What is sinusitis, and how does it develop? Sinuses are air-filled cavities located within the facial bones surrounding the nose, which are connected to the nasal passages. Sinusitis, the most common disease affecting the sinuses, is an inflammatory condition of these cavities. It often occurs when the openings of the sinuses become blocked following an upper respiratory tract infection. In the early (acute) stages, symptoms may include nasal congestion, facial and head pain, and nasal discharge without a high fever. Diagnosis can typically be made through physical examination with cameras, and computerized sinus tomography is not always necessary during this early stage. Acute sinusitis is treated with antibiotics and nasal sprays.
What is chronic sinusitis, and what can cause it? In some cases, sinusitis may persist (chronic) despite medication treatment. Conditions such as deviated septum (cartilage-bone curvature within the nose), hypertrophic nasal conchae, and the presence of polyps (abnormal tissues that should not be there) can make individuals more susceptible to chronic sinusitis. Additionally, respiratory allergies can contribute to the development of this condition. In some cases, infections or dental treatments involving upper teeth can also lead to sinusitis.
What are the symptoms of chronic sinusitis? In cases of chronic sinusitis, patients often complain of persistent symptoms such as unrelenting facial pain, headache, thick nasal discharge, nasal congestion, and postnasal drip. Other symptoms may include bad breath and coughing.
How is sinusitis diagnosed? The diagnosis of sinusitis is made through a detailed examination of the nose and sinuses using cameras. During this examination, conditions like deviated septum, hypertrophic nasal conchae, and polyps are evaluated. To support the diagnosis, especially in cases where the disease is thought to have become chronic, and to plan for surgery if needed, a computerized tomography (CT) scan of the sinuses is often requested. In specific cases where sinusitis has spread beyond the sinuses, magnetic resonance imaging (MRI) may be necessary.
How is chronic sinusitis treated with surgery? For patients who do not respond to medication and have received a diagnosis of chronic sinusitis through a sinus CT scan, “endoscopic sinus surgery” is typically recommended. These surgeries are performed under general anesthesia, and they are conducted through the nose without any external incisions, using cameras. The primary goal of the surgery is to remove the inflammation filling the sinuses, if present, as well as any polyps, open the sinus openings, and improve the sinus ventilation. During the same procedure, if necessary, correction of deviated septum, reduction of nasal conchae, and even aesthetic nose surgery can be performed.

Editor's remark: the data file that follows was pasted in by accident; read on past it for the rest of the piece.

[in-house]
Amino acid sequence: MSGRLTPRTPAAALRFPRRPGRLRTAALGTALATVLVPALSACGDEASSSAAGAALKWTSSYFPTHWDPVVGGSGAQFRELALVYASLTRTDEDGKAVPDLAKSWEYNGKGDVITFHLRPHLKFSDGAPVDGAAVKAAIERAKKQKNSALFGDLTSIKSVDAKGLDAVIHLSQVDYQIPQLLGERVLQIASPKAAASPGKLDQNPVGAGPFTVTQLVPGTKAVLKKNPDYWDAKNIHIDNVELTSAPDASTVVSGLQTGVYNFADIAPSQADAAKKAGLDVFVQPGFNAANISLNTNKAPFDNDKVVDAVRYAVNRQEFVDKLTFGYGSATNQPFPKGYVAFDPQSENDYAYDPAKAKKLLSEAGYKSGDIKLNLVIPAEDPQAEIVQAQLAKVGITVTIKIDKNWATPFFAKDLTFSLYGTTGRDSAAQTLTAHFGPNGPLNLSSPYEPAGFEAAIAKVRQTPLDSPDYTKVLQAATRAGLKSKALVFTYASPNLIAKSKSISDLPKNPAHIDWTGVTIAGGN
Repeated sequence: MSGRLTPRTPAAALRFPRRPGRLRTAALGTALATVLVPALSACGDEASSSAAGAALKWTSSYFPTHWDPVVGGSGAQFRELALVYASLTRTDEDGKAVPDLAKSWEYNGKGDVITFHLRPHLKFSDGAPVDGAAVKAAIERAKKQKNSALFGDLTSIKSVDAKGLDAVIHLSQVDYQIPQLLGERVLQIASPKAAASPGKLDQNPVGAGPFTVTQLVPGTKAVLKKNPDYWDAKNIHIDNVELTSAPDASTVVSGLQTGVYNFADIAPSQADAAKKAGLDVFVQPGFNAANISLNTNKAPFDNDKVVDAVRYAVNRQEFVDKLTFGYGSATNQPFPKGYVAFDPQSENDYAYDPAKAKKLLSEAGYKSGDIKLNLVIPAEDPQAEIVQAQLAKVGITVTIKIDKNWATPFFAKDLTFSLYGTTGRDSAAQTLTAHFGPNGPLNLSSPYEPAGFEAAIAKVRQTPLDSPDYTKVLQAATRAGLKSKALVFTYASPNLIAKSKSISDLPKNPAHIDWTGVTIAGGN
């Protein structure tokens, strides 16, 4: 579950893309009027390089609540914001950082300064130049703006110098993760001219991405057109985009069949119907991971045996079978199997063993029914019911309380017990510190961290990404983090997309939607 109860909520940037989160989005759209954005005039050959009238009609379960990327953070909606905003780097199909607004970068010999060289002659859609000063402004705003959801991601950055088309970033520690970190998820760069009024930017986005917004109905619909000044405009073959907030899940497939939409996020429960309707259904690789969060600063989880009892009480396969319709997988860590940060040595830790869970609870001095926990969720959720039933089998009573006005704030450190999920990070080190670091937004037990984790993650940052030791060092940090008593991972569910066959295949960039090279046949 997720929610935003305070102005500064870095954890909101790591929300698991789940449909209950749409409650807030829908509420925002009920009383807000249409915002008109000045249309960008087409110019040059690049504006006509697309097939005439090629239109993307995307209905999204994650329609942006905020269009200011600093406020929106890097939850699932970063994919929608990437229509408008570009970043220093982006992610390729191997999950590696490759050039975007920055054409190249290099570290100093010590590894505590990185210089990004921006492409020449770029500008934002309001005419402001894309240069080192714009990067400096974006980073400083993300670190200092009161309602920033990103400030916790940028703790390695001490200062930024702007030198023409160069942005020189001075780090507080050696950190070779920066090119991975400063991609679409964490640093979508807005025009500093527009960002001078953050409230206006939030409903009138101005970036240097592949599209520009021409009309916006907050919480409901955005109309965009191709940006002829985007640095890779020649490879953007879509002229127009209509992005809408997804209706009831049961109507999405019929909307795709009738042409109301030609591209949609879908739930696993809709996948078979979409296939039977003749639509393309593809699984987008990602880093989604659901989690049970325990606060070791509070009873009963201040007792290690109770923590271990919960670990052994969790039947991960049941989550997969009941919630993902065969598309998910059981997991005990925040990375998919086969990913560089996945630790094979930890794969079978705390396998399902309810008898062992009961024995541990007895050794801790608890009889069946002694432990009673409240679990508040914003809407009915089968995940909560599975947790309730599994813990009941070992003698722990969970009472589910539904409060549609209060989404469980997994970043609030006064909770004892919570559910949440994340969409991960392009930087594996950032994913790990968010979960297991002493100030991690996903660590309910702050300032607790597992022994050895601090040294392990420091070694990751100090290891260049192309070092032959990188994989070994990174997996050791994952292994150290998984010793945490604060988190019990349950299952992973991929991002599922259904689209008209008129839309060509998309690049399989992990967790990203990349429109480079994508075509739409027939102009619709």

How are sinuses opened with balloon sinuplasty? In endoscopic sinus surgery, balloon devices, known as “balloon sinuplasty,” are often used to more easily open the sinus openings. It’s essential to note that balloon sinuplasty is not an alternative to endoscopic sinus surgery; instead, balloons are auxiliary tools used during sinus surgery to facilitate the opening of sinus openings.
Why are navigation systems used during surgery? During endoscopic sinus surgery, navigation technology can be used to prevent damage to neighboring organs such as the eyes and brain. This technology is particularly helpful in cases where patients have previously undergone surgery that altered their anatomy and for patients with polyps.
What should be considered after sinus surgery? There is typically no pain after sinus surgery. Dissolvable packing material is sometimes placed inside the nose postoperatively, so there is no need for removal. Nasal irrigation with saline and the use of nasal sprays are employed to maintain nasal hygiene. Moisturizing drops may also be used to reduce the formation of crusts within the nose and sinuses. Patients are usually seen for nasal cleaning appointments once a week for 3-4 weeks after sinus surgery.